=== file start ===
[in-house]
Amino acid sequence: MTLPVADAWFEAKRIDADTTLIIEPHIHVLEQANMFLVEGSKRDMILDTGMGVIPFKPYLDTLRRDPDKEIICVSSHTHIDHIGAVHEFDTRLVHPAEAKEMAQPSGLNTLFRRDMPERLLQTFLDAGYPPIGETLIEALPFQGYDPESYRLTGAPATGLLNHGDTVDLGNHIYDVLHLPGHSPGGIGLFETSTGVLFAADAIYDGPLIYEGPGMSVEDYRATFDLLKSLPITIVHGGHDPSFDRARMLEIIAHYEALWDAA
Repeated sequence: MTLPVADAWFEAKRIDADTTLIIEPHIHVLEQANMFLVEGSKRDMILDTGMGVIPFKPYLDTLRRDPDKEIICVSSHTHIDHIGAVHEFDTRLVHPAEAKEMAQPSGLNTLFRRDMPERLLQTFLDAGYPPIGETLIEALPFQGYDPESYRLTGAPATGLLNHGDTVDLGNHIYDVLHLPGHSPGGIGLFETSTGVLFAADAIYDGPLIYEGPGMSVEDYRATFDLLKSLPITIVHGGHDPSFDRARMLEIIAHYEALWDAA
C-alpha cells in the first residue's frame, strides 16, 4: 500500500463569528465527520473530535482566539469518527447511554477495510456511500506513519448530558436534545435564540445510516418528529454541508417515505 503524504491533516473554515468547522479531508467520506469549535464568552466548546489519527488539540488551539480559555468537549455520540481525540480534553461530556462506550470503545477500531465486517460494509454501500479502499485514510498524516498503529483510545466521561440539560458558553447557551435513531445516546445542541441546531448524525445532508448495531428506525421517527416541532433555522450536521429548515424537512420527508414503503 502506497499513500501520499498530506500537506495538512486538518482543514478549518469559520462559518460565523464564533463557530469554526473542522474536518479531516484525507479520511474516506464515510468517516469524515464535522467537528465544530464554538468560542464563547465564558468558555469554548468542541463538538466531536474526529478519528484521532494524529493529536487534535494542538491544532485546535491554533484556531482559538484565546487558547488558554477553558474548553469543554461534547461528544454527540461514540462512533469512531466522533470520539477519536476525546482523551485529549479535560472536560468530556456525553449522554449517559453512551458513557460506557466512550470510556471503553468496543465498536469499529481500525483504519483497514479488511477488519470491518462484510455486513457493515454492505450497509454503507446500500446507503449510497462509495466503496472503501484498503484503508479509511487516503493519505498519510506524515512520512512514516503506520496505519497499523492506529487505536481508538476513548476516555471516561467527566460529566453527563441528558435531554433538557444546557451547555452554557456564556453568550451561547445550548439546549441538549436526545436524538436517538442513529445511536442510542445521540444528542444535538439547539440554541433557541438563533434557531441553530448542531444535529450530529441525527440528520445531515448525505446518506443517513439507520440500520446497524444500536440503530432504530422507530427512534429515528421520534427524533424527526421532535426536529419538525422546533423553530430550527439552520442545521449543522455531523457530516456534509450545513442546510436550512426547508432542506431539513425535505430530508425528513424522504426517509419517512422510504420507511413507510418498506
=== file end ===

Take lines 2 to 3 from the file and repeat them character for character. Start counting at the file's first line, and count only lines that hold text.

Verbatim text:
Amino acid sequence: MTLPVADAWFEAKRIDADTTLIIEPHIHVLEQANMFLVEGSKRDMILDTGMGVIPFKPYLDTLRRDPDKEIICVSSHTHIDHIGAVHEFDTRLVHPAEAKEMAQPSGLNTLFRRDMPERLLQTFLDAGYPPIGETLIEALPFQGYDPESYRLTGAPATGLLNHGDTVDLGNHIYDVLHLPGHSPGGIGLFETSTGVLFAADAIYDGPLIYEGPGMSVEDYRATFDLLKSLPITIVHGGHDPSFDRARMLEIIAHYEALWDAA
Repeated sequence: MTLPVADAWFEAKRIDADTTLIIEPHIHVLEQANMFLVEGSKRDMILDTGMGVIPFKPYLDTLRRDPDKEIICVSSHTHIDHIGAVHEFDTRLVHPAEAKEMAQPSGLNTLFRRDMPERLLQTFLDAGYPPIGETLIEALPFQGYDPESYRLTGAPATGLLNHGDTVDLGNHIYDVLHLPGHSPGGIGLFETSTGVLFAADAIYDGPLIYEGPGMSVEDYRATFDLLKSLPITIVHGGHDPSFDRARMLEIIAHYEALWDAA